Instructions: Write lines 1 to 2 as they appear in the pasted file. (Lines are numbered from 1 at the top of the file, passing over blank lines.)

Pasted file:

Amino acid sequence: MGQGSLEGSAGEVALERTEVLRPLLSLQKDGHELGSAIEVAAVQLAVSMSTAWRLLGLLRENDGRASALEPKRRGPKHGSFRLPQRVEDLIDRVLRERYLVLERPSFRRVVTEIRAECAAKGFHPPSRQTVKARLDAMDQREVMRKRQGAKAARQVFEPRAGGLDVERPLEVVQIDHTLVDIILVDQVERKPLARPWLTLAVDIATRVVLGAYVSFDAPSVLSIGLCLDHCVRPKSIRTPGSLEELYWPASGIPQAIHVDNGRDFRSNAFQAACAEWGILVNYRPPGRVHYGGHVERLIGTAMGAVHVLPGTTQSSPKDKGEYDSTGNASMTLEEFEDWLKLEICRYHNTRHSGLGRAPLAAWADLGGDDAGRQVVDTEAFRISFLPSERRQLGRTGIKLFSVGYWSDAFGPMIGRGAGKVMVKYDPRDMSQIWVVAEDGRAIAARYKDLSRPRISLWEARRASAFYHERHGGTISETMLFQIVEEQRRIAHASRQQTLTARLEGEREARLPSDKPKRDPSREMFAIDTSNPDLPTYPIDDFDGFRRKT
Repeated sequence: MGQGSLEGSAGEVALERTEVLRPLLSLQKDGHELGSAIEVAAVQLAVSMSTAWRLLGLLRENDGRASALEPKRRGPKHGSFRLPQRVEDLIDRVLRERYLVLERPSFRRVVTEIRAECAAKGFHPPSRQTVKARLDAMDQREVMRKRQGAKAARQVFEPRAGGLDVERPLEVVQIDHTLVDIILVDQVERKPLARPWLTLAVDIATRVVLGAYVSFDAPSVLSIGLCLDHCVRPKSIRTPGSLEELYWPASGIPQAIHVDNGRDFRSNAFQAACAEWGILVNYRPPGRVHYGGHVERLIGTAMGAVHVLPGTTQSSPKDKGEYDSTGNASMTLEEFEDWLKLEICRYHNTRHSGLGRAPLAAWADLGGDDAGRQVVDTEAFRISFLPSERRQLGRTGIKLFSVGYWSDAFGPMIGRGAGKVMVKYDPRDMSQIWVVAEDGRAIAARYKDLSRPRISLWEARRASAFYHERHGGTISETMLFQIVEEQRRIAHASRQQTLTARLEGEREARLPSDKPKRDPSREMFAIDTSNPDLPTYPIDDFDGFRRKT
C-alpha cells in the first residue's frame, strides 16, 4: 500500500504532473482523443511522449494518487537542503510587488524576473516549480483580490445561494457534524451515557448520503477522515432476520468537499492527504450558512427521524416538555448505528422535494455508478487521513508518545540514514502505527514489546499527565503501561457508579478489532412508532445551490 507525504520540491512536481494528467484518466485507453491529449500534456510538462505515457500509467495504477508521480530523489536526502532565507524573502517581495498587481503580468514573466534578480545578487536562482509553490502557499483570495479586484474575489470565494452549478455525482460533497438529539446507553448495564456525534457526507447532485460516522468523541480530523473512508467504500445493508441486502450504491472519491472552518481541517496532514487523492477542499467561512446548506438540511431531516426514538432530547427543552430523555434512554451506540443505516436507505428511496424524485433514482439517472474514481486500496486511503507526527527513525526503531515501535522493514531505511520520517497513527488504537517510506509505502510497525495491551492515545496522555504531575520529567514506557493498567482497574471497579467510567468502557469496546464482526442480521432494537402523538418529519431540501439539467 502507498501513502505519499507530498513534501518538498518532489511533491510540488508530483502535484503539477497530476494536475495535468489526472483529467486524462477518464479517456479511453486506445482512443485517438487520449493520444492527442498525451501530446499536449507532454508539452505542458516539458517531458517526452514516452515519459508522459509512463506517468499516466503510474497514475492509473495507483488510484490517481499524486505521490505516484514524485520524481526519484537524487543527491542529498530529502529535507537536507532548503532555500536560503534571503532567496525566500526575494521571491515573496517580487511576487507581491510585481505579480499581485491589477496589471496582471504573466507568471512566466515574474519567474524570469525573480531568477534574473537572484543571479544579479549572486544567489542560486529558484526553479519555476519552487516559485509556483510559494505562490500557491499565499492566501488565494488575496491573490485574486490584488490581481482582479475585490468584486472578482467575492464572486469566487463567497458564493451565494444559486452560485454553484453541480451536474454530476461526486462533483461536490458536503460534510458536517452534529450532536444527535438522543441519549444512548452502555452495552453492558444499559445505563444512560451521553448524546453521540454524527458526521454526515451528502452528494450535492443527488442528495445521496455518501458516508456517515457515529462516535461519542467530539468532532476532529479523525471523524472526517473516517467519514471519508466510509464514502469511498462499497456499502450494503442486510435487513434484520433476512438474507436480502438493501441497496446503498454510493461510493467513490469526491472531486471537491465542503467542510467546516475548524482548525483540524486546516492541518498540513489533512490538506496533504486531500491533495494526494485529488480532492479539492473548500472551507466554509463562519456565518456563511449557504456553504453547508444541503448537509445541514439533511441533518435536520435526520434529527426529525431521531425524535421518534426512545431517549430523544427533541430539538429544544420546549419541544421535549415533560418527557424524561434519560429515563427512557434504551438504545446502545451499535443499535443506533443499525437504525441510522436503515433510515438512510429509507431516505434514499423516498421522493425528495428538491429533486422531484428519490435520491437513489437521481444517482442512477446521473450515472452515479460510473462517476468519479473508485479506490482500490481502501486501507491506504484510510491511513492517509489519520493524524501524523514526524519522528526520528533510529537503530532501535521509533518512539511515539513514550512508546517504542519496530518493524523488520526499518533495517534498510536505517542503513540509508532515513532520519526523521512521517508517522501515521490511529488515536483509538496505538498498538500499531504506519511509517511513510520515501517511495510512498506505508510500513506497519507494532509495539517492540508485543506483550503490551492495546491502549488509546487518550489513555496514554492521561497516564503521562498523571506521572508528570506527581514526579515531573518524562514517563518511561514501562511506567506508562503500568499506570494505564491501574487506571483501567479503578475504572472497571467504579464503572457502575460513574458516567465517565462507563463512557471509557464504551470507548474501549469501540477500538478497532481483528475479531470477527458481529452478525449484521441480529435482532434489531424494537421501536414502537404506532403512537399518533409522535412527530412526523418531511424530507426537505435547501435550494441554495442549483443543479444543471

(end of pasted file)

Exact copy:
Amino acid sequence: MGQGSLEGSAGEVALERTEVLRPLLSLQKDGHELGSAIEVAAVQLAVSMSTAWRLLGLLRENDGRASALEPKRRGPKHGSFRLPQRVEDLIDRVLRERYLVLERPSFRRVVTEIRAECAAKGFHPPSRQTVKARLDAMDQREVMRKRQGAKAARQVFEPRAGGLDVERPLEVVQIDHTLVDIILVDQVERKPLARPWLTLAVDIATRVVLGAYVSFDAPSVLSIGLCLDHCVRPKSIRTPGSLEELYWPASGIPQAIHVDNGRDFRSNAFQAACAEWGILVNYRPPGRVHYGGHVERLIGTAMGAVHVLPGTTQSSPKDKGEYDSTGNASMTLEEFEDWLKLEICRYHNTRHSGLGRAPLAAWADLGGDDAGRQVVDTEAFRISFLPSERRQLGRTGIKLFSVGYWSDAFGPMIGRGAGKVMVKYDPRDMSQIWVVAEDGRAIAARYKDLSRPRISLWEARRASAFYHERHGGTISETMLFQIVEEQRRIAHASRQQTLTARLEGEREARLPSDKPKRDPSREMFAIDTSNPDLPTYPIDDFDGFRRKT
Repeated sequence: MGQGSLEGSAGEVALERTEVLRPLLSLQKDGHELGSAIEVAAVQLAVSMSTAWRLLGLLRENDGRASALEPKRRGPKHGSFRLPQRVEDLIDRVLRERYLVLERPSFRRVVTEIRAECAAKGFHPPSRQTVKARLDAMDQREVMRKRQGAKAARQVFEPRAGGLDVERPLEVVQIDHTLVDIILVDQVERKPLARPWLTLAVDIATRVVLGAYVSFDAPSVLSIGLCLDHCVRPKSIRTPGSLEELYWPASGIPQAIHVDNGRDFRSNAFQAACAEWGILVNYRPPGRVHYGGHVERLIGTAMGAVHVLPGTTQSSPKDKGEYDSTGNASMTLEEFEDWLKLEICRYHNTRHSGLGRAPLAAWADLGGDDAGRQVVDTEAFRISFLPSERRQLGRTGIKLFSVGYWSDAFGPMIGRGAGKVMVKYDPRDMSQIWVVAEDGRAIAARYKDLSRPRISLWEARRASAFYHERHGGTISETMLFQIVEEQRRIAHASRQQTLTARLEGEREARLPSDKPKRDPSREMFAIDTSNPDLPTYPIDDFDGFRRKT